Interactive traffic tech can ease congestion
When cities start to deploy connected technologies, the first problem they usually address is traffic congestion. Commuters sitting in traffic are wasting time and fuel, and contributing to greenhouse gas emissions and wear and tear on roadways. The traditional solution has been wider roads and more highways, but researchers at the University of Houston think intelligent transportation systems (ITS) that leverage robust 511 traffic information systems and apps like Waze and Google Maps may be a better choice.
ITS solutions use a broad range of electronic and communications technologies for applications such as electronic toll collection that increases the operational efficiency and convenience of toll collection, ramp meters that control the flow of vehicles entering the freeway and traffic signal coordination that synchronizes multiple intersections to enhance directional movements. On the commuter side, websites and apps give drivers real-time traffic, accident and construction information so they can make informed decisions regarding trip departures, routes and mode of travel.
To understand whether and how ITS deployment affects traffic congestion, Bauer College of Business Dean Paul Pavlou and his colleagues analyzed longitudinal data from ITS technologies deployed in 99 urban areas in the U.S. from 1994 to 2014, including traffic-heavy cities such as Chicago, Los Angeles, Atlanta, New York-Newark, Houston, Dallas-Fort Worth and Washington, D.C., among others.
The researchers found that the adoption of 511 systems was associated with a significant decrease in traffic congestion, saving over $4.7 billion dollars and 175 million hours in travel time annually in U.S. cities. 511 systems also contributed to a reduction of about 53 million gallons of fossil fuel consumption and over 10 billion pounds of CO2 emissions, according to the university’s website.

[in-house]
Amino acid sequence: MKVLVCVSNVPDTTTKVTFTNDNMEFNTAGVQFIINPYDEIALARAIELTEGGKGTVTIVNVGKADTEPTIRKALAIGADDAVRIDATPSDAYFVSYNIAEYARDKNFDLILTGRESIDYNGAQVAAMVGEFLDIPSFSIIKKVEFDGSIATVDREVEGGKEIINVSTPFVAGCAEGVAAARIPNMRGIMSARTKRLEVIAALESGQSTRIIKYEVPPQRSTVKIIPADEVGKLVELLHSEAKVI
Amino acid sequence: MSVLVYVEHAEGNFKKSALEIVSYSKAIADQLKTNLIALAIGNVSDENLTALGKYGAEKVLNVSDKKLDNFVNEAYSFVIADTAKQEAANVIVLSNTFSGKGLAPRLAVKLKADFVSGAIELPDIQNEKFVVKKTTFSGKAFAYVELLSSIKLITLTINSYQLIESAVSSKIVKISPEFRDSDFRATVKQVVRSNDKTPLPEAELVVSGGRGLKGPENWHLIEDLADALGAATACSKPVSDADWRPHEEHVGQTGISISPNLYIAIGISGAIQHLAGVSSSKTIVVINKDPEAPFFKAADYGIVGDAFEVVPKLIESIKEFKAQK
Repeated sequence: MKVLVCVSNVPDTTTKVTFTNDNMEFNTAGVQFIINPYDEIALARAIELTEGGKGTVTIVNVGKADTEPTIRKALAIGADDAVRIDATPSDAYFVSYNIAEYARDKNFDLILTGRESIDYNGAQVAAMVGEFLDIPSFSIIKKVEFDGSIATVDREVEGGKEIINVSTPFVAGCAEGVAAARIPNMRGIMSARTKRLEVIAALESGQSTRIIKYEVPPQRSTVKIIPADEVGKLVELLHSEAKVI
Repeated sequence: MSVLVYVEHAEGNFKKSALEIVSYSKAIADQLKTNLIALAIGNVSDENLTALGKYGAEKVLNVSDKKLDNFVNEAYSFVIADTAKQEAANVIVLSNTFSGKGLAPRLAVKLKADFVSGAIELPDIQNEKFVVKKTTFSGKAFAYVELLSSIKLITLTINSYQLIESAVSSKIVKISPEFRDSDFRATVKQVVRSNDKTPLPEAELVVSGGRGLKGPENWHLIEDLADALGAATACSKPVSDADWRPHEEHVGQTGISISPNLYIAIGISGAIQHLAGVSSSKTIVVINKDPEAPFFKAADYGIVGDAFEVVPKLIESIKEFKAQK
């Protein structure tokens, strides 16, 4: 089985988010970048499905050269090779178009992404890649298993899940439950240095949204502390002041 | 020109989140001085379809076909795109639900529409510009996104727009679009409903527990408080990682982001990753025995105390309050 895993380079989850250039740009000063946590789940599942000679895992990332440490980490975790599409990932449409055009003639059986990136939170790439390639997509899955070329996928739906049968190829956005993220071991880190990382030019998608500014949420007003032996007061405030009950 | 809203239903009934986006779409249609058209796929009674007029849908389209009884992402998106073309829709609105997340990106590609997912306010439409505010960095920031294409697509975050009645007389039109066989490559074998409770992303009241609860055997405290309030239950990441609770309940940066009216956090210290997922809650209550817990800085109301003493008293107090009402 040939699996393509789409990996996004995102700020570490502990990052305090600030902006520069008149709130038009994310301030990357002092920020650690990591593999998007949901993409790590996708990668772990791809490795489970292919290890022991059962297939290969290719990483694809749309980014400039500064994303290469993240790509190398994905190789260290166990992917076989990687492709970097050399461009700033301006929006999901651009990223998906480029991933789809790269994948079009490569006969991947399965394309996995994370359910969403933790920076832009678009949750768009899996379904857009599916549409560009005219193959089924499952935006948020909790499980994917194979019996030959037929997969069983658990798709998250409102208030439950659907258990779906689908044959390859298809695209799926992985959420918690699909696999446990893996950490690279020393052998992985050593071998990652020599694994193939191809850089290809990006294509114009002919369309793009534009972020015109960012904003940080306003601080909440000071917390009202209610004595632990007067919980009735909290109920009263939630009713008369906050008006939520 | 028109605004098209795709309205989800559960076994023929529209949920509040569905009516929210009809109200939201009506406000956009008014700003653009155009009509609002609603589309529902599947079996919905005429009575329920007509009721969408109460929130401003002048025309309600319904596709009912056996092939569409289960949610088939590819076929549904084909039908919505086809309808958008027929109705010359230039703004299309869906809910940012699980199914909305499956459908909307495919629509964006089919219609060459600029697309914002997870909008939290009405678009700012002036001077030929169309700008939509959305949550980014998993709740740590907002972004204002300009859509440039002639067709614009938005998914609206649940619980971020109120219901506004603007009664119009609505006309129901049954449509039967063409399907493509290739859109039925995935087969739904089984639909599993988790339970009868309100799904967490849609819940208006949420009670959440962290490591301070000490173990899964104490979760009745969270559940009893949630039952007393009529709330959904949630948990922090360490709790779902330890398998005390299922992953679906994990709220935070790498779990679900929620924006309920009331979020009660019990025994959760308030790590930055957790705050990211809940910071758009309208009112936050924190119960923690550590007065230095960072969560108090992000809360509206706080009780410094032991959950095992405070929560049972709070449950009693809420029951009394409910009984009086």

The technology is most effective at reducing traffic congestion when two things happen: commuters use more online services for traffic information, including such apps as Waze, and when state governments incorporate more advanced functions into their 511 traveler information systems.
Not only do ITS help individual commuters make better travel decisions, the technology also helps local governments develop an urban traffic management capability, researchers said.
Not all cities use a full-featured 511 system, but many collaborate with private companies to design and build messaging signs, roadside cameras and solar-powered radar detection sites, Pavlou said.
Using large-scale technology systems in conjunction with real-time traffic apps at the individual level is less expensive and more effective than only spending funds to expand and maintain roadways, the researchers concluded.
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